An army surgeon saw that Lincoln's wound was mortal. The President was taken across the street from the theater to the Petersen House, where he remained in a coma for nine hours before dying early the next morning. Rathbone recovered from his wounds but his mental state deteriorated in the years following Lincoln's death as he anguished over his perceived inability to thwart the assassination attempt. His mental decline culminated in his murdering his wife, Clara Harris (who was also in the box with Lincoln) on December 23, 1883, fatally shooting her then stabbing her several times. After he killed Clara, Rathbone attempted to kill himself. When the police arrived, the bleeding Rathbone claimed there were people hiding behind the pictures on the wall. The couple's children, who were also almost killed by their father, were taken to live with their uncle, William Harris, in the United States. Rathbone spent the rest of his life in the asylum for the criminally insane. It was as if John Willkes Booth contunued to kill way beyond that fateful evening.
Attack on Seward
Booth eventually was cornered at a farm. Booth refused to surrender. After a short firefight, a sergeant named Boston Corbett crept up behind the barn and shot Booth, severing his spinal cord with the bullet wound being in "the back of the head about an inch below the spot where his [Booth's] shot had entered the head of Mr. Lincoln". Booth was carried out onto the steps of the barn. A soldier poured water into his mouth, which Booth immediatly spatting out, unable to swallow. Booth told the soldier: "Tell my mother I die for my country." In agony, unable to move his limbs, he asked a soldier to lift his hands before his face. His last words were "Useless, useless." when he asked for his hands to be raised to his face. Booth died two hours afterwards.
- Lincoln watched Booth perform in numerous plays, including one called the Marble Heart at Ford’s Theatre on November 9, 1863. Lincoln enjoyed Booth’s performance so much he sent a note backstage inviting him to the White House so they could meet. Booth refused the invation, later telling his friends “I would rather have the applause of a Negro to that of the president!” According to actor Frank Mourdant; "Lincoln was an admirer of the man who assassinated him. I know that, for he said to me one day that there was a young actor over in Ford’s Theater whom he desired to meet, but that the actor had on one pretext or another avoided any invitations to visit the White House. That actor was John Wilkes Booth."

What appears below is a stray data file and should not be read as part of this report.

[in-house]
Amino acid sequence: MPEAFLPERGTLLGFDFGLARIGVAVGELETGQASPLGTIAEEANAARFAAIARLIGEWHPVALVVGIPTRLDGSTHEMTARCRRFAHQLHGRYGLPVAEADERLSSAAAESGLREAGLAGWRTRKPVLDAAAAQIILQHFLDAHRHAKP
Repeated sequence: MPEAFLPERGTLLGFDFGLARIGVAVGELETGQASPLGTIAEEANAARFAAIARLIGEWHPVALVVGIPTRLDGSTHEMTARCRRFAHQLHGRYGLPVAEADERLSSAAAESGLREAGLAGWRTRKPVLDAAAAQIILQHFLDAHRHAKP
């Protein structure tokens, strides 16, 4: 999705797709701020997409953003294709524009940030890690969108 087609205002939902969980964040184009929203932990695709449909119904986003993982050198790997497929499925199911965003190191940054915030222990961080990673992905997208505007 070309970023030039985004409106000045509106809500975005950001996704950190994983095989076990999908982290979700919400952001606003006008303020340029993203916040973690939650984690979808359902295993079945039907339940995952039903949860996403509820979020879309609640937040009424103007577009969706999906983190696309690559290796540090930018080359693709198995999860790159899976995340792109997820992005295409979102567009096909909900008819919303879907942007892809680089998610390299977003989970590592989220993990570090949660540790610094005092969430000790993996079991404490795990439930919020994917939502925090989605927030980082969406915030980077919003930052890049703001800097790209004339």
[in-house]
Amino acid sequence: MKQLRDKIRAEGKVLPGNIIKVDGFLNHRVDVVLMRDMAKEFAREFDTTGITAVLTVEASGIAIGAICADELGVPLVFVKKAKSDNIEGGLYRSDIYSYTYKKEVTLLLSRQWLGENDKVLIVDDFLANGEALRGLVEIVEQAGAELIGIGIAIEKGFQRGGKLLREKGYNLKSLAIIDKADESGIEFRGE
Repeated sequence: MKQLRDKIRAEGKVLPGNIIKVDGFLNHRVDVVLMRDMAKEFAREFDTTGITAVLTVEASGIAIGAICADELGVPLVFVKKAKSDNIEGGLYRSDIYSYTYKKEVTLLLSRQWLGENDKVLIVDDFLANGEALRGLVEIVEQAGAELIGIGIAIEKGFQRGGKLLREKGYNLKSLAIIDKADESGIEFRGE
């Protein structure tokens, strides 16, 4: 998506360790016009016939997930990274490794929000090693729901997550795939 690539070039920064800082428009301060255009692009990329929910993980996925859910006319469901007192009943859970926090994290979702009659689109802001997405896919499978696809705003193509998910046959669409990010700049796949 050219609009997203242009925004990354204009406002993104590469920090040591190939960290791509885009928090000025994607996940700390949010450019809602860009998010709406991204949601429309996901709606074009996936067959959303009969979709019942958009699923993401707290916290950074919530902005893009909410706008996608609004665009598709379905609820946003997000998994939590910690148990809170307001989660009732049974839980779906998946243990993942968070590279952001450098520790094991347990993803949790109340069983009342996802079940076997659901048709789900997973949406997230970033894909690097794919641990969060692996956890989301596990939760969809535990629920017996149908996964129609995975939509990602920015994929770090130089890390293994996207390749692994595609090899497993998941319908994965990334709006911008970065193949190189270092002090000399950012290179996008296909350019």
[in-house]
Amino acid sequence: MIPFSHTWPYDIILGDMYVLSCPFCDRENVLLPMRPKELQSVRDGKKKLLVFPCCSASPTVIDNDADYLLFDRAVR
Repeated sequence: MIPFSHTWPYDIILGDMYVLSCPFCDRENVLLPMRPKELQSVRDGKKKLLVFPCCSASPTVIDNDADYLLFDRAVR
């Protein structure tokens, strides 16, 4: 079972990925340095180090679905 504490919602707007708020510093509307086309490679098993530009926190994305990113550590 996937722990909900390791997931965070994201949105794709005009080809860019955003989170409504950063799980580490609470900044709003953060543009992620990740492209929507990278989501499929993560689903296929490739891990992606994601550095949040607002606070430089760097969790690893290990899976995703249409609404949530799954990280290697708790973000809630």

- Approximately seven hours before shooting the president, Booth dropped by the Washington hotel which was Vice-President Andrew Johnson's residence. Upon learning from the desk clerk that neither Johnson nor his private secretary, William A. Browning, was in the hotel, Booth wrote the following note: "Don't wish to disturb you Are you at home? J. Wilkes Booth." Browning testified before the military court that he found the note in his box later that afternoon.
Did Johnson and Booth know each other? In the 1997 publication "Right or Wrong, God Judge Me" The Writings of John Wilkes Booth edited by John Rhodehamel and Louise Taper it is stated on p. 146 that Booth had previously met Johnson in Nashville in February, 1864. At the time Booth was appearing in the newly opened Wood's Theatre. Also, author Hamilton Howard in Civil War Echoes (1907) made the claim that while Johnson was military governor of Tennessee, he and Booth kept a couple of sisters as mistresses and oftentimes were seen in each other's company. Lincoln had essentially ignored Johnson after Johnson's embarrassing behavior on Inauguration Day. Mary Todd Lincoln felt Johnson was involved in her husband's assassination. On March 15, 1866, she wrote to her friend, Sally Orne: "...that, that miserable inebriate Johnson, had cognizance of my husband's death - Why, was that card of Booth's, found in his box, some acquaintance certainly existed - I have been deeply impressed, with the harrowing thought, that he, had an understanding with the conspirators & they knew their man... As sure, as you & I live, Johnson, had some hand, in all this..."Some members of Congress also thought Johnson was involved and a special Assassination Committee was established to investigate any evidence linking Johnson to Lincoln's death. Nothing suspicious was ever found by the committee; yet a belief by some Americans that Johnson was somehow involved with Booth continued for many years.
- Some researchers have speculated that John Wilkes Booth had a double named James William Boyd died in Booth's place and that John Wilkes Booth committed suicide in 1903 in Enid, Oklahoma, under the alias "David E. George".
- Booth originally planned on kidnapping the President and holding him for ransom. However, on April 11, 1865, two days after Lee's army surrendered to Grant, Booth attended a speech at the White House in which Lincoln promoted voting rights for blacks; he became so fed up, that it eventually led him to murder.